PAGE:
Vet, Trainer Say Mongolian Groom Sound Before Classic

In a story by Dan Ross in TDN today, veterinarian Vince Baker and trainer Enebish Ganbat both insisted that contrary to swirling conspiracy theories, Mongolian Groom, who suffered a catastrophic injury in Saturday’s GI Longines Breeders’ Cup Classic, was given a clean bill of health to run in the race.

ENEBISH GANBAT (Alan Crowhurst/Getty Images Europe) 

Mongolian Groom’s last workout was Sunday, Oct. 27, when he worked five furlongs on 1:02. Ganbat said on Tuesday that he was unhappy because he expected a faster breeze. “But he was not lame,” said the conditioner, about the reason for the slow work–rather, the time was a result of the saddle slipping back, he said.

Baker–Mongolian Groom’s veterinarian since the horse arrived in California over two years ago, he said–told the TDN via telephone Wednesday that the horse “tied-up” after the workout, and afterwards, was muscle-sore along his back, catching the attention of regulatory veterinarians from the Breeders’ Cup, Santa Anita and the California Horse Racing Board (CHRB).

“The regulatory group, including the Breeders’ Cup, watched him train on Tuesday, Wednesday, Thursday, Friday, and on Thursday they said, ‘now, he’s completely normal,’” said Baker, who added that the horse was given the green light to race by the “best pre-race veterinarians” in the country.

MONGOLIAN GROOM (Benoit photo)

“Every day they watched him on the track, and then they came back to the barn and checked him,” said Baker, who described Mongolian Groom as a “low-maintenance” horse, in terms of veterinary intervention, throughout his career.

Mongolian Groom’s owners stumped up $200,000 to supplement the horse to the Breeders’ Cup. Baker said that he had warned Ganbat the horse might be scratched from the Classic. “He was fine with that. Absolutely,” said Baker. Eight horses were scratched from both days of the Breeders’ Cup.

Videos posted on social media prior to the Sunday, Oct. 27 workout appear to show Mongolian Groom jogging stiffly behind. According to Ganbat, the horse historically takes time to warm up in a jog. “His whole life, he was like this,” Ganbat said.

Between the Breeders’ Cup, The Stronach Group and the CHRB, a team of 30 veterinarians were monitoring the Breeders’ Cup horses. The Paulick Report reported that each Breeders’ Cup horse was examined a minimum of five times in the span of a couple weeks leading up the contest.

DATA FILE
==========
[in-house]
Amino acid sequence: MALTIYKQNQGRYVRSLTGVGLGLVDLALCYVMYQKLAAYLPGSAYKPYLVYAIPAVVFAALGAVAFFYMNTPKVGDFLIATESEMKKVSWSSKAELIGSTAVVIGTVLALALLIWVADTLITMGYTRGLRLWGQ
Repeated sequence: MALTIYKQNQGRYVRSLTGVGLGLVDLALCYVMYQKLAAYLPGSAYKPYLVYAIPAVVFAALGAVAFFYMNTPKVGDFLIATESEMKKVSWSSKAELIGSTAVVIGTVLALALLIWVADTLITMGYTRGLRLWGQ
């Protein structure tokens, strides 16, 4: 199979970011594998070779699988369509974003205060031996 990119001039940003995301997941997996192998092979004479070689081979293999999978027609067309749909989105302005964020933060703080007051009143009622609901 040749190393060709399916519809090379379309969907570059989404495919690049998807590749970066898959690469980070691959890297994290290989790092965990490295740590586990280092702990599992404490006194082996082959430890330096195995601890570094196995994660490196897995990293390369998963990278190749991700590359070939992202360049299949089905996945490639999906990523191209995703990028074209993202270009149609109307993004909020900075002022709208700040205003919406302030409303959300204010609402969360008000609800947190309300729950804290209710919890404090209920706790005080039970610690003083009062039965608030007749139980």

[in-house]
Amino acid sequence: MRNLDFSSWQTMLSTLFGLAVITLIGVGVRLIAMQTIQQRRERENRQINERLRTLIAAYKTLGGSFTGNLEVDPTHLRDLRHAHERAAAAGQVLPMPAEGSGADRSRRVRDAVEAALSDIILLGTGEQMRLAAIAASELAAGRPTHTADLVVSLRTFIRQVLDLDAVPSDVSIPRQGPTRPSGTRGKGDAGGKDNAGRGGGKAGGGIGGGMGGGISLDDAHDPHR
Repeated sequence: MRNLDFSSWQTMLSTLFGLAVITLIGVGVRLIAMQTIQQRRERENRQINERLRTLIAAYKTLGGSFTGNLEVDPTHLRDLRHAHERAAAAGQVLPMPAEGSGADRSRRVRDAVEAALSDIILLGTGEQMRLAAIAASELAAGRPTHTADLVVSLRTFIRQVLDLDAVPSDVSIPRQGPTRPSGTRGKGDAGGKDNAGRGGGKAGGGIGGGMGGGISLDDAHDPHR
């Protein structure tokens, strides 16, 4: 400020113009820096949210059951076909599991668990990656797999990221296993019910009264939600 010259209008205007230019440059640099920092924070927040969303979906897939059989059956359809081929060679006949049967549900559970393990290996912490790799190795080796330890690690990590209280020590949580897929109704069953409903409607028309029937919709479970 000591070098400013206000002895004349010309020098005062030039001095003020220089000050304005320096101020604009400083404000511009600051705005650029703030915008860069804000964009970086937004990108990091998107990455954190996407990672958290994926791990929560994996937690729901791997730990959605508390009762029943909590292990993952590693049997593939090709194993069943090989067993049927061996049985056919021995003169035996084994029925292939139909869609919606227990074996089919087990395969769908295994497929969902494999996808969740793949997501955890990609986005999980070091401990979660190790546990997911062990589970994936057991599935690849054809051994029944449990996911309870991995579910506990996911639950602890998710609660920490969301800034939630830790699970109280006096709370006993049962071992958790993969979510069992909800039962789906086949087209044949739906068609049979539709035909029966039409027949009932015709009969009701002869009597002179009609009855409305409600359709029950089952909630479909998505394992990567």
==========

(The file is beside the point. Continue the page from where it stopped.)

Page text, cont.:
MONGOLIAN GROOM training prior to the Breeders’ Cup. (Eclipse Sportswire/Breeders’ Cup photo)

Mongolian Groom suffered fractures to his left-hind pastern and lower left-hind cannon bone. According to CHRB records, Mongolian Groom was twice put on the vet’s list for five days for treatments received on Aug. 2 at Del Mar, and on Oct. 19 at Santa Anita.

Baker said that those treatments were for intra-articular joint injections of hyaluronic acid and Vetalog (an anti-inflammatory used to treat things like arthritis) into the hocks. Baker said that the treatments had “zero” impact on the injury Mongolian Groom suffered Saturday.

“We know from that type of injury to the pastern, it is not a pre-existing problem–it is an acute injury,” said Baker, who added that Mongolian Groom had shown no prior problems or unsoundness issues at the site of the catastrophic breakdown. “It is an acute twisting injury–a typical turf injury, where a horse puts a foot into the surface and they twist on it but there’s no give.”

The TDN reached out to The Stronach Group and the CHRB for comment. Both referred the TDN to the Breeders’ Cup, whose spokesperson, Jim Gluckson cited a statement issued Saturday. In it, the Breeders’ Cup announced that it had engaged “world-renowned veterinarian, Dr. Larry Bramlage, to conduct an independent evaluation, the results of which will be published when completed. We will continue to keep all stakeholders apprised as information becomes available.”

Ryan Carpenter was one of Mongolian Groom’s attending veterinarians after Saturday’s incident. Carpenter emphasized how the decisions surrounding Mongolian Groom’s treatment Saturday were made with the horse’s health and welfare foremost in mind.

“We evaluated him, he had a severe fracture, he had a questionable blood supply, and we know from our experience that those horses don’t make it,” said Carpenter. “We could have prolonged the agony, which would have made it easier on us, because we could go back to the media and say, ‘He’s had a serious injury, he’s having surgery tomorrow, a team of surgeons are coming in to get the job done, we’ll keep you posted on how he does,” said Carpenter. “He would have probably lasted a week.”

That message is more palatable to the wider public, said Carpenter. “They interpret that as, ‘you’ve tried-you didn’t just discard the horse.’ But we knew that wasn’t the right decision for that particular horse and that particular injury.”

Baker said he believed that during Ganbat’s near 9-year career, no horse in his care had suffered a catastrophic race-day injury (TDN hasn’t independently verified this). “Ganbat loves his horses,” said Baker.

“With his 2-year-olds, if their shins get sore, I tell him we’re going to back off and jog for 30-45 days, it’s always, ‘yes.’ And that’s what he does. I respect him as an individual and as a trainer,” said Baker.

“I am very sorry to Santa Anita and the Breeders’ Cup,” Ganbat said on Tuesday. “And to everybody who loves horses.”

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